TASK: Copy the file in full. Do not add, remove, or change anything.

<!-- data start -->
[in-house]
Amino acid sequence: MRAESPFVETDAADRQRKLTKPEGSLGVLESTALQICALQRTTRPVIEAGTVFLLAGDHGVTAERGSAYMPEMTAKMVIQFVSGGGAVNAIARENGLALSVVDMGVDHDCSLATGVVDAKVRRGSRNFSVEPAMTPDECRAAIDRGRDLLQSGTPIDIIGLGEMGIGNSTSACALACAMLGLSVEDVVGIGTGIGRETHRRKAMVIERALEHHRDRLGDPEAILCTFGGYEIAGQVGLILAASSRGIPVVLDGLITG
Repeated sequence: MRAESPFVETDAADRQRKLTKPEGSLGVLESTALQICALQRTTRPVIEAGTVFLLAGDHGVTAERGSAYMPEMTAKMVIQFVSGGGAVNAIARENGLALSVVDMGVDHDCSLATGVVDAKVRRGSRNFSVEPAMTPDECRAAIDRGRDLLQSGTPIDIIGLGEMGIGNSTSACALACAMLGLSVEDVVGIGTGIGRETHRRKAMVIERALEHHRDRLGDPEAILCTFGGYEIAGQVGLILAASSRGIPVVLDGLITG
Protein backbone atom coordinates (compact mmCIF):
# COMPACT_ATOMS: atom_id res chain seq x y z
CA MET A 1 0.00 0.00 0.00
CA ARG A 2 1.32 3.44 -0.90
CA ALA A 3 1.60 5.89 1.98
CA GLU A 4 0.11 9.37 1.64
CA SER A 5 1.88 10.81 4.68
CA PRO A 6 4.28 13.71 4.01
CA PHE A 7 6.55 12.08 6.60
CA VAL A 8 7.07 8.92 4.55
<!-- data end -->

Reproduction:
[in-house]
Amino acid sequence: MRAESPFVETDAADRQRKLTKPEGSLGVLESTALQICALQRTTRPVIEAGTVFLLAGDHGVTAERGSAYMPEMTAKMVIQFVSGGGAVNAIARENGLALSVVDMGVDHDCSLATGVVDAKVRRGSRNFSVEPAMTPDECRAAIDRGRDLLQSGTPIDIIGLGEMGIGNSTSACALACAMLGLSVEDVVGIGTGIGRETHRRKAMVIERALEHHRDRLGDPEAILCTFGGYEIAGQVGLILAASSRGIPVVLDGLITG
Repeated sequence: MRAESPFVETDAADRQRKLTKPEGSLGVLESTALQICALQRTTRPVIEAGTVFLLAGDHGVTAERGSAYMPEMTAKMVIQFVSGGGAVNAIARENGLALSVVDMGVDHDCSLATGVVDAKVRRGSRNFSVEPAMTPDECRAAIDRGRDLLQSGTPIDIIGLGEMGIGNSTSACALACAMLGLSVEDVVGIGTGIGRETHRRKAMVIERALEHHRDRLGDPEAILCTFGGYEIAGQVGLILAASSRGIPVVLDGLITG
Protein backbone atom coordinates (compact mmCIF):
# COMPACT_ATOMS: atom_id res chain seq x y z
CA MET A 1 0.00 0.00 0.00
CA ARG A 2 1.32 3.44 -0.90
CA ALA A 3 1.60 5.89 1.98
CA GLU A 4 0.11 9.37 1.64
CA SER A 5 1.88 10.81 4.68
CA PRO A 6 4.28 13.71 4.01
CA PHE A 7 6.55 12.08 6.60
CA VAL A 8 7.07 8.92 4.55